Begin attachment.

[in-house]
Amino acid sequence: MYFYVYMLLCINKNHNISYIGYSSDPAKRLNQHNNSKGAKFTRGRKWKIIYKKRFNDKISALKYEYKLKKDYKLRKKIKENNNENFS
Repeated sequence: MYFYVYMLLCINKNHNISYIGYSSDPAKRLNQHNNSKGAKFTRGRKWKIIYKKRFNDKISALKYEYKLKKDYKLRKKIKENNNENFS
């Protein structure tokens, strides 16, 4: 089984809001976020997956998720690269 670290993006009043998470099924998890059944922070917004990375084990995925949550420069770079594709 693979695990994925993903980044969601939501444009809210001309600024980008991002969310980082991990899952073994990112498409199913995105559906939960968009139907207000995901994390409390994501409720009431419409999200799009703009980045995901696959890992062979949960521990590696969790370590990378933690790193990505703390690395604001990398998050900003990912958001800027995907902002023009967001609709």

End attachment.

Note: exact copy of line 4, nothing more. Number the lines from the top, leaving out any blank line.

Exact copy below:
């Protein structure tokens, strides 16, 4: 089984809001976020997956998720690269 670290993006009043998470099924998890059944922070917004990375084990995925949550420069770079594709 693979695990994925993903980044969601939501444009809210001309600024980008991002969310980082991990899952073994990112498409199913995105559906939960968009139907207000995901994390409390994501409720009431419409999200799009703009980045995901696959890992062979949960521990590696969790370590990378933690790193990505703390690395604001990398998050900003990912958001800027995907902002023009967001609709």